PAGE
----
Although similar resins are used for the core material and the sheath material in the above example, this is not a limitation of the present invention. Any combination of resins can be used as long as the sheath resin has a lower melting point than that of the core material and has good comformability with the core material so as to provide sufficient bonding. For example, it is applicable to use polyester resin for the core material and polyamide resin having a lower melting point than the polyester resin for the sheath material.

The above-described molding conditions, such as the temperature and pressure during the molding process, are not limited to the above-mentioned values. These conditions can be optimized depending on the melting point (softening point) and the solidification point of the resin forming the sheath material.

Although a plain-weaved fabric is used as a substrate for the damper, the substrate is not limited thereto. Any weaving structure may be adopted as long as the resultant damper attains desired stiffness and softness. Knitted cloth having an appropriate structure may similarly be used instead of the fabric.

Moreover, no limitations are provided for the method for spinning core-sheath type filaments, the method for obtaining conjugated fibers by twisting together a plurality of filaments, or the method for obtaining a substrate of a woven fabric or knitted cloth from the conjugated fibers. For example, short fibers (threads) obtained by spinning conjugated fibers that have been processed into a cotton-like state may be used instead of long conjugated fibers.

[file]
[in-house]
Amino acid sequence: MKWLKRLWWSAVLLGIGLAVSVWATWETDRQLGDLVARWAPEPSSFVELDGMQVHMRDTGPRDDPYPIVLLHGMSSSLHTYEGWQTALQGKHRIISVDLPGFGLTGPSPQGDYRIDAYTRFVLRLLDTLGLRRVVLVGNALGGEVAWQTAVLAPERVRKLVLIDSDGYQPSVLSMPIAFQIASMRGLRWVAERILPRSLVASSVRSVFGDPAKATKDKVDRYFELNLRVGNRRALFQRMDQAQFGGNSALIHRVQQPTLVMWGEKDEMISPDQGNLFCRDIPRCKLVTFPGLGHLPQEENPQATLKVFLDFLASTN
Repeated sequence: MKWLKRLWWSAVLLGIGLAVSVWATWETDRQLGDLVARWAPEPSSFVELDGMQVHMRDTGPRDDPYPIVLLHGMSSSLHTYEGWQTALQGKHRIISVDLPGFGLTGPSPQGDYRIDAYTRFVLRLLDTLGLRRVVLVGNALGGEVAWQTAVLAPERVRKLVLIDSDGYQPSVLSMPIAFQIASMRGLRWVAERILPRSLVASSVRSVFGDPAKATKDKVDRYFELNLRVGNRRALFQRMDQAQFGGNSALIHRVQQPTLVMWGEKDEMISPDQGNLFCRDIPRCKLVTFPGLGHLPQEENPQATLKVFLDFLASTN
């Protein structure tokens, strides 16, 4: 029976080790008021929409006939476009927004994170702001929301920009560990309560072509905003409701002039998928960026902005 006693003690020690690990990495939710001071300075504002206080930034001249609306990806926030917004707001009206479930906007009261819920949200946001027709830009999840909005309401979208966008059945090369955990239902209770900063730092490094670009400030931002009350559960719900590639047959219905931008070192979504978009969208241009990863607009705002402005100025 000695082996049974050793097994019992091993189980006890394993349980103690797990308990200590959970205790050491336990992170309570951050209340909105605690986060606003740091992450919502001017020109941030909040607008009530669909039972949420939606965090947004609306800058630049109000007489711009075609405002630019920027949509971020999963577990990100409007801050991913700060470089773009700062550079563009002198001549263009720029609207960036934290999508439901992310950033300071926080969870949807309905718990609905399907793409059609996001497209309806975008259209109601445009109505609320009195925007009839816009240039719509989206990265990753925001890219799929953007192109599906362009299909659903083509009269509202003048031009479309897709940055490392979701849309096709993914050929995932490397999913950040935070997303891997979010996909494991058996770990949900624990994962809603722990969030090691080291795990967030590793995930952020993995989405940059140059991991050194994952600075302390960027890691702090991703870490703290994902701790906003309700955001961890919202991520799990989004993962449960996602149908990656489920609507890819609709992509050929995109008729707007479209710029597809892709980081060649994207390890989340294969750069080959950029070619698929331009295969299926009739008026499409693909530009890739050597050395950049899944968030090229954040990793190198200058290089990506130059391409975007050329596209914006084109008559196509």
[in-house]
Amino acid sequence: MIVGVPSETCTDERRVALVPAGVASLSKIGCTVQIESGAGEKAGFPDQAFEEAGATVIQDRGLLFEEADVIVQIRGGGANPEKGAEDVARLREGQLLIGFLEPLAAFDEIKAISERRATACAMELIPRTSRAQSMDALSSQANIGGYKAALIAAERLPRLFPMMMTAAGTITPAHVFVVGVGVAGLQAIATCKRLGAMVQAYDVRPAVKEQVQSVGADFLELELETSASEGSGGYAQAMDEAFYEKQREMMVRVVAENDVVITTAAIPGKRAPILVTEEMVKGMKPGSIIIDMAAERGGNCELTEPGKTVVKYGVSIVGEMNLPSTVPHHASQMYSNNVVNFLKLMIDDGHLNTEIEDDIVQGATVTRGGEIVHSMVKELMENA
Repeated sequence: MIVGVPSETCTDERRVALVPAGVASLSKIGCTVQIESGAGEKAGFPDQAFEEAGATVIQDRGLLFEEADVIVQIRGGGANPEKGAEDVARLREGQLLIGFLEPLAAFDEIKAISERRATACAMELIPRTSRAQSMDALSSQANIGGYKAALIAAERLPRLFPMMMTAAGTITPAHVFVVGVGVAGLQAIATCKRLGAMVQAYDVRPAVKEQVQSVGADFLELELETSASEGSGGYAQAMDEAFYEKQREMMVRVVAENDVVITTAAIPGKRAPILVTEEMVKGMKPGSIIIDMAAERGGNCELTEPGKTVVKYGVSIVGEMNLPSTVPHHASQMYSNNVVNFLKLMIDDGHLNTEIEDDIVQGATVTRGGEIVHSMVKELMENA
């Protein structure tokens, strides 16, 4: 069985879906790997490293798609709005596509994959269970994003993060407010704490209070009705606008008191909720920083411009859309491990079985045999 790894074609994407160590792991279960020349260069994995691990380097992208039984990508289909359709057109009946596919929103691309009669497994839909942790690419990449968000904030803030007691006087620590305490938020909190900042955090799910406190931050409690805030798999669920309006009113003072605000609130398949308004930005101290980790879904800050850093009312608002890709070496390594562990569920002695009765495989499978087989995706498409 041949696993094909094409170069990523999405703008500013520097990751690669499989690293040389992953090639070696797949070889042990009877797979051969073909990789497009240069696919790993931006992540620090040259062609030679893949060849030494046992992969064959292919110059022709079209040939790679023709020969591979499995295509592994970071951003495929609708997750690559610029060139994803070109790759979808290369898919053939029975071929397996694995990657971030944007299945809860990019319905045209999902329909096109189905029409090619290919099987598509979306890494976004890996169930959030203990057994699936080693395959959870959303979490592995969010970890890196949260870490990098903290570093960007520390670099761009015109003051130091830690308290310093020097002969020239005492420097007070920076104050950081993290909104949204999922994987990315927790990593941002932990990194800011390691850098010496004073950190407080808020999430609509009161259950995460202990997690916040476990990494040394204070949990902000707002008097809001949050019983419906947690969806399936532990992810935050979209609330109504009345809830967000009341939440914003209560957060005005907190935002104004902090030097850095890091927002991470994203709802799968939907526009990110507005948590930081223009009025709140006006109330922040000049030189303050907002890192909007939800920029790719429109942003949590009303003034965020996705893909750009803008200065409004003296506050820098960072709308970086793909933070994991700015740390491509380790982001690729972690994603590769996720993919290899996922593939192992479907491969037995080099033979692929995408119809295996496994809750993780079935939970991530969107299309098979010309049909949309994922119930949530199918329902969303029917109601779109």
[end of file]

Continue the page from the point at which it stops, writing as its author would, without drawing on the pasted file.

As described above, the damper for a loud speaker according to the present invention is produced by molding a substrate composed of a fabric or knitted cloth incorporating core-sheath type conjugated fibers composed of filaments having a core-sheath type structure including a thermal fusion layer on the surface as a sheath material, the thermal fusion layer functioning as an excipient. As will be appreciated, the conventional process of producing a prepreg by impregnating the substrate with an excipient is not required in the production of the damper for a loud speaker according to the present invention.

Moreover, in the core-sheath type filaments constituting the substrate, the sheath material is fused by a heat treatment and then solidified during the molding process for the damper, so as to cover the surface of the filaments, thereby retaining the shape of the resultant damper. Since the core material itself is also deformed to some extent by the heat treatment during the molding, the substrate (of a fabric or knitted cloth) is not likely to have internal stress when the molded fabric is removed from a mold after conducting the pressing process. Neither is the core material deformed so as to diverge from a predetermined shape. As a result, the resultant damper has an extremely high dimension accuracy.

Furthermore, since the filaments constituting the substrate have a core-sheath structure, the core material to become a matrix for the substrate and the sheath material to serve as an excipient conform to each other so as to be bonded tightly together. Both the core material and the sheath material are flexible.

During the molding process, the sheath material functioning as an excipient is fused and then solidified so as to bond together the intersections of fibers of the fabric or knitted cloth constituting the substrate and to cover the entire surface of the fibers. As a result, even if the molded damper is subjected to a long-time use so as to be repeatedly deformed through flexure and bending, substantially no peeling occurs at interfaces between the core material and the sheath material, nor is the sheath material ripped. Therefore, the bonds at the intersections of the fibers constituting the fabric are prevented from being destroyed, and consequently the reduction in the stiffness of the entire damper is prevented. Thus, a loud speaker incorporating the damper of the present invention is not liable to excessive deterioration in its characteristics through use over a long time.